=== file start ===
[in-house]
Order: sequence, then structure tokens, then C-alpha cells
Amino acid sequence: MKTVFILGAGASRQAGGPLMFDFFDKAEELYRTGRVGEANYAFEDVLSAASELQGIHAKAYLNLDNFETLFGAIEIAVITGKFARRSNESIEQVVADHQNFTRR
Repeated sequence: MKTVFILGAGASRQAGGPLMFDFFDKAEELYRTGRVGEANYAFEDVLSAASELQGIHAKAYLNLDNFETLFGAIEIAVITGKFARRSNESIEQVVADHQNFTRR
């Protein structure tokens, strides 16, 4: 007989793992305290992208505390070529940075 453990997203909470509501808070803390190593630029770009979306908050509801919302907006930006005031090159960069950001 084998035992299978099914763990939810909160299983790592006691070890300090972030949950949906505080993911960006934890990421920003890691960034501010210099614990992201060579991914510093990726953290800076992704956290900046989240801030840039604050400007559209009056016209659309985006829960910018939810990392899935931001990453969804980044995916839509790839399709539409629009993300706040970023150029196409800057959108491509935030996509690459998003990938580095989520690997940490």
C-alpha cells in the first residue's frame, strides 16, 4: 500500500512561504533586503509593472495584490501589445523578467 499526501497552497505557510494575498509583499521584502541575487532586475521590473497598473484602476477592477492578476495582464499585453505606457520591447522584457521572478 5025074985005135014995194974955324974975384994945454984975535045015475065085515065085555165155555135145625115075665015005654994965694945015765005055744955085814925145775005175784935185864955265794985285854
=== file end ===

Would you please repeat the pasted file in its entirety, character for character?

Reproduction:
[in-house]
Order: sequence, then structure tokens, then C-alpha cells
Amino acid sequence: MKTVFILGAGASRQAGGPLMFDFFDKAEELYRTGRVGEANYAFEDVLSAASELQGIHAKAYLNLDNFETLFGAIEIAVITGKFARRSNESIEQVVADHQNFTRR
Repeated sequence: MKTVFILGAGASRQAGGPLMFDFFDKAEELYRTGRVGEANYAFEDVLSAASELQGIHAKAYLNLDNFETLFGAIEIAVITGKFARRSNESIEQVVADHQNFTRR
């Protein structure tokens, strides 16, 4: 007989793992305290992208505390070529940075 453990997203909470509501808070803390190593630029770009979306908050509801919302907006930006005031090159960069950001 084998035992299978099914763990939810909160299983790592006691070890300090972030949950949906505080993911960006934890990421920003890691960034501010210099614990992201060579991914510093990726953290800076992704956290900046989240801030840039604050400007559209009056016209659309985006829960910018939810990392899935931001990453969804980044995916839509790839399709539409629009993300706040970023150029196409800057959108491509935030996509690459998003990938580095989520690997940490």
C-alpha cells in the first residue's frame, strides 16, 4: 500500500512561504533586503509593472495584490501589445523578467 499526501497552497505557510494575498509583499521584502541575487532586475521590473497598473484602476477592477492578476495582464499585453505606457520591447522584457521572478 5025074985005135014995194974955324974975384994945454984975535045015475065085515065085555165155555135145625115075665015005654994965694945015765005055744955085814925145775005175784935185864955265794985285854